Fasting and Intermittent Fasting: Beginners Guide

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You may have heard the buzz surrounding the positive or negative effects of traditional fasting or intermittent fasting, and maybe you have been thinking about trying one out.

Well, I can tell you from a pure weight loss perspective, there’s nothing special about fasting or intermittent fasting.

The truth is whether you choose to eat eight small meals or one big meal daily, what determines weight loss is the total amount of calories consumed daily.

However, that doesn’t mean that traditional fasting or intermittent fasting isn’t effective for some individuals when it comes to weight loss, etc.

What is Fasting?

Fasting is defined as abstaining from all or some foods and drinks for a certain period of time. Some studies show that fasting can cause weight loss and improve health in many ways.

Despite its recent growth in popularity, fasting has been around for centuries. It has even played a significant role in various religions and cultures.

Traditional fasting is usually performed over the course of days or even weeks, and in some more extreme cases, a month or more (not recommended).

Alternatively, intermittent fasting is a newer type of fast. It’s essentially a meal frequency protocol where an individual has periods of fasting followed by periods of eating.

Benefits of Fasting

If you have never fasted, perhaps because you aren’t sure whether it is good for your health or not, this article gives you some of the potential benefits of fasting. Continue reading to learn more.

It helps you lose weight

If you are looking to shedding off some weight, fasting can be one of the quickest and safest ways. You can try water fasting to help you lose weight. When you eat, the body burns the food you have eaten to produce energy for your body. Any extra food that’s not used to produce energy is converted into fats and stored in the body to be used in the future. This is what can make you add weight. When you fast, there is less food to be converted into energy, and now the body starts to convert the stored fats into energy. Fasting also helps to burn fat cells without affecting the muscle tissue.

It promotes blood sugar level

Fasting can achieve this by reducing insulin resistance in the body. Studies have shown that fasting can improve blood sugar control, which can be beneficial to people who have diabetes. In fact, one study showed that short-term intermittent fasting significantly reduced the blood sugar levels.  Alternative-day fasting and intermittent fasting can limit your calorie intake and reduce insulin resistance.  A decrease in your insulin resistance can increase the body’s sensitivity to insulin, enabling it to transport glucose from the bloodstream to the cells efficiently.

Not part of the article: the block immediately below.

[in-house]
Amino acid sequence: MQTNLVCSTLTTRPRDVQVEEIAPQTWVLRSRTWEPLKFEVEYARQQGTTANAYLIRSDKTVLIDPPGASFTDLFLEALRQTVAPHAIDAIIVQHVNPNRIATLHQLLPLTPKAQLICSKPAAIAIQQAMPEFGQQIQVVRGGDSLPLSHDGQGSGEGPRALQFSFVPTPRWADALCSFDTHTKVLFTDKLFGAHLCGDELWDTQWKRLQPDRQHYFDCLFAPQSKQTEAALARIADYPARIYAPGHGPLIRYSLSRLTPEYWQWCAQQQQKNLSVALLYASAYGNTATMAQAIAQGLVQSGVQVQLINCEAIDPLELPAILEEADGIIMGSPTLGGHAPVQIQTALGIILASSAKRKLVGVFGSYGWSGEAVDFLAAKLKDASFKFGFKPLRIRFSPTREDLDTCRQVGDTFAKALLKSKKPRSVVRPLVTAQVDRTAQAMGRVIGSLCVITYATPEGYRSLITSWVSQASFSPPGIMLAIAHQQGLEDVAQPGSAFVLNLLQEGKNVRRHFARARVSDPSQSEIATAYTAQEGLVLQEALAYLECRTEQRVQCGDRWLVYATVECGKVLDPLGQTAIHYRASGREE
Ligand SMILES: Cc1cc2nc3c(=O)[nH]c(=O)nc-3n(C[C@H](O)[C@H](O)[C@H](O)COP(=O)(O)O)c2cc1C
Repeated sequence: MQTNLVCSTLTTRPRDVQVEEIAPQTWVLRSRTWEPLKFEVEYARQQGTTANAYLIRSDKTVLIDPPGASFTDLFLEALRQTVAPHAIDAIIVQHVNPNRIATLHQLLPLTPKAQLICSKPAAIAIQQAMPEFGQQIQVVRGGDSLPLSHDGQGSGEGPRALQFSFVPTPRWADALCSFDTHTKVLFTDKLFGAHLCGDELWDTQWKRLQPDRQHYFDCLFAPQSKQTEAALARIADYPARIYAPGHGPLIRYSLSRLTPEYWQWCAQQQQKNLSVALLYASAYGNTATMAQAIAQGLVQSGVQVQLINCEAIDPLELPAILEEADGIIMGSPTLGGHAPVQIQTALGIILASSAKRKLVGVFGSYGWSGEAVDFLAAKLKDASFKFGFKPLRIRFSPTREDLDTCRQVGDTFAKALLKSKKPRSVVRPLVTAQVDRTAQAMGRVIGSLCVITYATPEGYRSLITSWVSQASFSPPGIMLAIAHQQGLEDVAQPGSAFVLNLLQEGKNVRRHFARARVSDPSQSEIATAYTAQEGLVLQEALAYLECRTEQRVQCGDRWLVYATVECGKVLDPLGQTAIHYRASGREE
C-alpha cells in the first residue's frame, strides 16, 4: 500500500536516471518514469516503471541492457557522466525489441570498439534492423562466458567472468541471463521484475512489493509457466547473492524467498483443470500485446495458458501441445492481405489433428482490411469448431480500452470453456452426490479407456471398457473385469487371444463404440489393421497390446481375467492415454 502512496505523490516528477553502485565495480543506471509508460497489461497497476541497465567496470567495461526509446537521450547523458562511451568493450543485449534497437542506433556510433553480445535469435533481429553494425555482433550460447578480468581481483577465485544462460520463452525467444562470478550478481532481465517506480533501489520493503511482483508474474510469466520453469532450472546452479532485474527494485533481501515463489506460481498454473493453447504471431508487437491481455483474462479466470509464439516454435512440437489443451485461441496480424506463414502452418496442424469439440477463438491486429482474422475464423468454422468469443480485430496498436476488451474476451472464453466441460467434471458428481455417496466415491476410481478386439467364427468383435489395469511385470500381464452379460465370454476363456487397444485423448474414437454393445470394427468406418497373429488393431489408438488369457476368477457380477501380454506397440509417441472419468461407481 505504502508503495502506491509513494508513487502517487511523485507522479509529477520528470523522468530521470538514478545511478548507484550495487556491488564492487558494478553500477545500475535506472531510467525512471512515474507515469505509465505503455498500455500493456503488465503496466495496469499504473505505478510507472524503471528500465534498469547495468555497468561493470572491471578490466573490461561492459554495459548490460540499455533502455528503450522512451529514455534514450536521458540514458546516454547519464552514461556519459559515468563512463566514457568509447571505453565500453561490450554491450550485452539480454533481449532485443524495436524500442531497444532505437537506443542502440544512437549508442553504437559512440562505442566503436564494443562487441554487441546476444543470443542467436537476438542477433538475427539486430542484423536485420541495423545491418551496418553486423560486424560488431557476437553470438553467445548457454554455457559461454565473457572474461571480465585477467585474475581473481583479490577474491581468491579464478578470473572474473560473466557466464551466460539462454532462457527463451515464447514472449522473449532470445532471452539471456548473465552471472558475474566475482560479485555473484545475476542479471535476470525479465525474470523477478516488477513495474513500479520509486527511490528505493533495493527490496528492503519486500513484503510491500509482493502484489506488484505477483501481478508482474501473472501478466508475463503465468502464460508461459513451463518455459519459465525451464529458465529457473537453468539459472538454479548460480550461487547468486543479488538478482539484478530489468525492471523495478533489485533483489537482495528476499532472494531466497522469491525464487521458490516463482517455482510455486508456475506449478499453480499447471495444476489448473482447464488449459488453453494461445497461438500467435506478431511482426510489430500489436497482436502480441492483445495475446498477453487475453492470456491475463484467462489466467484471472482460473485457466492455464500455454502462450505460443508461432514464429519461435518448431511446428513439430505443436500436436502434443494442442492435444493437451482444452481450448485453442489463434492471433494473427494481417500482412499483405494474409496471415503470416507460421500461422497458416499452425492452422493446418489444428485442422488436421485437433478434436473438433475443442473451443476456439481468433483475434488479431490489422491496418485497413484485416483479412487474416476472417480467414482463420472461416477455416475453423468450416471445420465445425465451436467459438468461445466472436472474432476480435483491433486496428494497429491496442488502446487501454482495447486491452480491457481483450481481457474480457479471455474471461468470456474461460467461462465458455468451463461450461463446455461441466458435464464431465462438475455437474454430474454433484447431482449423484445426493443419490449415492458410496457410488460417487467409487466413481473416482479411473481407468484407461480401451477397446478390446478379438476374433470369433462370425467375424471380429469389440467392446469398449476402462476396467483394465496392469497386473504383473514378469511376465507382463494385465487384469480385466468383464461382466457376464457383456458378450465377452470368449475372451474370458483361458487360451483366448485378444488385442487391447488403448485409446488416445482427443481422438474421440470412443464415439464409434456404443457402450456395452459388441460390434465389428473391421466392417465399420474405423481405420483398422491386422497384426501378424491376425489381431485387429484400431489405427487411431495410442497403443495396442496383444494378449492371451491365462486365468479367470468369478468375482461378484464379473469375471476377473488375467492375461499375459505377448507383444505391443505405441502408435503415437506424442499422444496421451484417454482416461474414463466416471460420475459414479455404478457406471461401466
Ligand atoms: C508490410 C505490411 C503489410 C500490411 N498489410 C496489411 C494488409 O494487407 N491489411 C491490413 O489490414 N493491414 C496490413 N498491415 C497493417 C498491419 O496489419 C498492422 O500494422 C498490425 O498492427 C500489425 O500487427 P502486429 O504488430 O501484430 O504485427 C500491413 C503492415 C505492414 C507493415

It enhances detoxification

Fasting also promotes the body’s detoxification. Most of the processed foods that people eat have lots of additives. Some of these additives are toxic to the body. When these foods are digested and absorbed in the body, the toxins are also absorbed in the body and stored in fat deposits.

When you fast, the brain treats food absence as a threat and reacts by stimulating the adaptive stress responses to help deal with the situation. The brain also starts to consider how it will provide the body with energy during this fasting period. This makes the body to turn to the stored fats in different parts of the body to produce energy. As the fat deposits are burnt down, the toxins stored with the fats are also released. The toxins are eliminated from the body through the help of the kidneys, liver, and other organs, hence leaving your body toxins-free.

Fasting boosts your immune system

Fasting, especially the intermittent fasting, can improve your immune system since it regulates the inflammatory conditions in the body and decreases the free radical damage. Have you ever wondered why animals stop eating when they get sick? Well, this is a natural instinct that helps them reduce stress on their internal system so that their bodies can fight off the disease. Fasting triggers the release of toxins from the body and the burning of fats, hence enhancing the body’s ability to fight diseases.

What is Intermittent Fasting?

Intermittent fasting is a meal frequency protocol where an individual has periods of fasting followed by periods of eating.

There are several different popular fasting protocols varying from sixteen hour fasts with an eight hour eating periods to full twenty-four hour whole day fasts.

Fasting supposedly has numerous benefits such as increased longevity, increased growth hormone levels, reduced belly fat, increased cognitive health and function, neuro-protection, increased insulin sensitivity, etc.

I say supposedly because not all these benefits have been proven beyond a shadow of a doubt in humans. However, just because it isn’t proven doesn’t necessarily make it false as the benefits from fasting have yet to be disproven as well.

Intermittent Fasting Tips and Guidelines